Dear Mr. Vice President:
We write to you ahead of your upcoming visit to Egypt to raise concerns about recent actions taken by the Egyptian government that constitute a widespread crackdown against civil and human rights.
Egypt and the United States have had a long and enduring partnership, predicated on strong military and counter-terrorism cooperation, shared security goals, and a shared vision for peace in the region. We value the benefits that the U.S-Egypt partnership has brought to both of our countries over the past four decades. In particular, our mutual interest in deterring and combatting the spread of terrorism is only underscored by the horrific attack perpetrated on the al-Rawda mosque in Sinai which killed over 300 worshippers.
So while we urge you to extend our condolences and offer our continued support to Egypt's fight against terrorism we also urge you to raise our concerns over Egypt's domestic civil and political repression. In recent years, independent civil society groups have been the target of a concerted government effort to silence their voices and limit their ability to operate. Minority groups, including religious minorities and the Lesbian, Gay, Bisexual, and Transgender (LGBT) community have been the targets of discrimination and violence. Independent media organizations have been shuttered, and dozens of journalists, bloggers, and citizens have been jailed for their speech.
The Egyptian government has been engaged in a wide-ranging effort to crack down against public discourse, civil society activity, and independent media using a variety of methods and tools, including the use of legislation ostensibly designed to promote public safety or regulation, but practically used to stifle dissent. In particular, the NGO law ratified by President al-Sisi in May 2017 threatens to devastate the ability of independent organizations to operate within Egypt and calls into question the Egyptian Government's own commitments to freedom of expression and freedom of assembly. The government routinely pressures journalists and private citizens to suppress criticism of the government, and has used criminal prosecution, gag orders, arbitrary detention, and serious physical abuse in police custody to target free speech. The criminalization of legitimate NGO activity complicates the effectiveness of the foreign assistance package that the United States provides to Egypt annually. The usage of these funds, and their compliance with U.S. law under the Brownback Amendment, relies on the ability of implementing partners on the ground to function freely.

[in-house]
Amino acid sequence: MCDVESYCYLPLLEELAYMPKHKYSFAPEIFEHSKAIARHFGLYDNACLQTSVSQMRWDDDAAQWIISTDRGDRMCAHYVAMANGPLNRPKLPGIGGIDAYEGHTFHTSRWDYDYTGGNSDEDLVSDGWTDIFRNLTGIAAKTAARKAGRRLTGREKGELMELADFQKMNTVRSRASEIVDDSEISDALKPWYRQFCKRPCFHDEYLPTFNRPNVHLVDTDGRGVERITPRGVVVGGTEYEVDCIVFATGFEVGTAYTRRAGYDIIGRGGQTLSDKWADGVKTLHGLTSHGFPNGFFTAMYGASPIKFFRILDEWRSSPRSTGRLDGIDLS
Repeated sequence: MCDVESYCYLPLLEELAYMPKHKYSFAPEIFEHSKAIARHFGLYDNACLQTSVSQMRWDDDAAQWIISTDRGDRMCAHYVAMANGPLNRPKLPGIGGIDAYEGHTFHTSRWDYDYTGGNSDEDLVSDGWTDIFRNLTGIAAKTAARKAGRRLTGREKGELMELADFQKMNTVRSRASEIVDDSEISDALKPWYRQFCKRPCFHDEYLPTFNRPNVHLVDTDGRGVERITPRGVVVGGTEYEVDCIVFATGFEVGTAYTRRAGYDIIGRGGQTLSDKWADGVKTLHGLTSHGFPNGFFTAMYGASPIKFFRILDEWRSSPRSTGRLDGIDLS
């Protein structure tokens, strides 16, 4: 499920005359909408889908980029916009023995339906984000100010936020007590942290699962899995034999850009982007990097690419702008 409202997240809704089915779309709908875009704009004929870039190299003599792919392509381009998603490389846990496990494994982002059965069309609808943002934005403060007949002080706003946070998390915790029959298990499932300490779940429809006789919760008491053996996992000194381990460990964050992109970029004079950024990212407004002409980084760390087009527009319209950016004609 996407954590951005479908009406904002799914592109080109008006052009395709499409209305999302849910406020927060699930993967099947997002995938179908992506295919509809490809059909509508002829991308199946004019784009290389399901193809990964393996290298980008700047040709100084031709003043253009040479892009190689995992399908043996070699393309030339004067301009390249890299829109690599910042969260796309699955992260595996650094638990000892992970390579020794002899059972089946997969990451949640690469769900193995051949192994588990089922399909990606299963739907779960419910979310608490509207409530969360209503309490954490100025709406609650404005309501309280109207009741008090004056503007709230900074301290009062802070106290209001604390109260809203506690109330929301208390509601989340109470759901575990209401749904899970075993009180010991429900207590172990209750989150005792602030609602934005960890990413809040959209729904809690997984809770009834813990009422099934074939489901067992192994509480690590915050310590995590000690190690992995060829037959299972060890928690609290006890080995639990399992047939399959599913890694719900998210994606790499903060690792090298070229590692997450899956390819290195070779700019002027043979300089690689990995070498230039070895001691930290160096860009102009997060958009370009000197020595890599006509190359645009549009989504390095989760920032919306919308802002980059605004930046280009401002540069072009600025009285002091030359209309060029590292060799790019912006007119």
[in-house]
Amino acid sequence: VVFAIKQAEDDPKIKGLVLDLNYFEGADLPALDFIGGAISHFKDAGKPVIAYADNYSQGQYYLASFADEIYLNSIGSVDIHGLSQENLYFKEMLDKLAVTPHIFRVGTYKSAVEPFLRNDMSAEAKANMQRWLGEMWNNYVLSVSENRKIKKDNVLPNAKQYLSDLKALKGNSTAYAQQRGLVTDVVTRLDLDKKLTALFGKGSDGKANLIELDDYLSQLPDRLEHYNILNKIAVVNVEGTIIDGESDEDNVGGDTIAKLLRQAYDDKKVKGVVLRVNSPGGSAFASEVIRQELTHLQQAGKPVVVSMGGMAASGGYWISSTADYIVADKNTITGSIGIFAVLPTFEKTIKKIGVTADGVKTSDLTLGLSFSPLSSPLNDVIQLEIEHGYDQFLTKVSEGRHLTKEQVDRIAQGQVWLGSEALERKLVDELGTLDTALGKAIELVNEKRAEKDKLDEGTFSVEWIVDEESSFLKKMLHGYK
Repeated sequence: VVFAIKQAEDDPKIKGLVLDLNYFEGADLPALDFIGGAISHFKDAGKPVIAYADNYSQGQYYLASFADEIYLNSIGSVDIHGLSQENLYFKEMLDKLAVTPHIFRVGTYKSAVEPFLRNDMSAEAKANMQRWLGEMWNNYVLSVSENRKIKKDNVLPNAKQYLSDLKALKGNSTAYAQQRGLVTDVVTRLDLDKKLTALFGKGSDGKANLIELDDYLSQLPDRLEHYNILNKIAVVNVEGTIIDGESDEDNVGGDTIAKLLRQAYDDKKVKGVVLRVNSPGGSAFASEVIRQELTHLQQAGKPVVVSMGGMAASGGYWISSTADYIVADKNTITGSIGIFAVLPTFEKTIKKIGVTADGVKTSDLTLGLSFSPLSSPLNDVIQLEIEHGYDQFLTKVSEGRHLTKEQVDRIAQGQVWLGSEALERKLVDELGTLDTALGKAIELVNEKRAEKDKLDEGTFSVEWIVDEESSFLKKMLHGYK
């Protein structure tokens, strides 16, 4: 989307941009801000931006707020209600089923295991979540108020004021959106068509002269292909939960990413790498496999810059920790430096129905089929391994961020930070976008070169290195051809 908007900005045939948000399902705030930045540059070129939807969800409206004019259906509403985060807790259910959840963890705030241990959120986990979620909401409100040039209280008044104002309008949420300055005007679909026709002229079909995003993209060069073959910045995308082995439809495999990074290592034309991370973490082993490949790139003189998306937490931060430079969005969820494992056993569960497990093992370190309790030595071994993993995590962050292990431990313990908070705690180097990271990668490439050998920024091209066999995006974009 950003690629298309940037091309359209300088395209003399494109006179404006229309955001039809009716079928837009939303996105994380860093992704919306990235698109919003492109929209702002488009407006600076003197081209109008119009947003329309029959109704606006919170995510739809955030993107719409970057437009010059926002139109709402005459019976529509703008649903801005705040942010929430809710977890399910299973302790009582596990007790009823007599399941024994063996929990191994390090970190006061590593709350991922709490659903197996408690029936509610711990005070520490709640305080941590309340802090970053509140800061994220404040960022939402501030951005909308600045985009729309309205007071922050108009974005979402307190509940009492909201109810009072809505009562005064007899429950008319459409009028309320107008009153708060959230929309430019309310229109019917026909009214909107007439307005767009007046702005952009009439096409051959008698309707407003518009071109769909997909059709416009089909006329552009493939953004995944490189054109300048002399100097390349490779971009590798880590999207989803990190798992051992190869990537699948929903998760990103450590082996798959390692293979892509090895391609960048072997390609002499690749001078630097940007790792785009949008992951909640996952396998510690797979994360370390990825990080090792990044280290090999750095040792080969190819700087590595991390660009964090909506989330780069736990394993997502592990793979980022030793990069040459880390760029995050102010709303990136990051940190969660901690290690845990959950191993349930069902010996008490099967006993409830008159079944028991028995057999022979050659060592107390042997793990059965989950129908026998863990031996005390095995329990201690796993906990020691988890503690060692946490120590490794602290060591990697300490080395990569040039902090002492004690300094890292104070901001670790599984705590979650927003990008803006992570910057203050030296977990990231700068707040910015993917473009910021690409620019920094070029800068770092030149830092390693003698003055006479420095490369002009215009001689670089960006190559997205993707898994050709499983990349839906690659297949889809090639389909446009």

Recently, the Egyptian government has participated in the disturbing global trend of government authorities targeting directly, as well as fostering an environment of discrimination and violence against, members of the LGBT community. The most recent wave of anti-LGBT persecution has been ongoing since September, when authorities in Cairo arrested seven people who had been photographed at a concert raising a rainbow flag. These arrests marked the beginning of a widespread crackdown on LGBT Egyptians with reports of 65 people being arrested. Most have been charged with sentences ranging from 6 months to 12 years in prison. Reports that the Egyptian Parliament will consider legislation that would criminalize same sex relations are further cause for concern.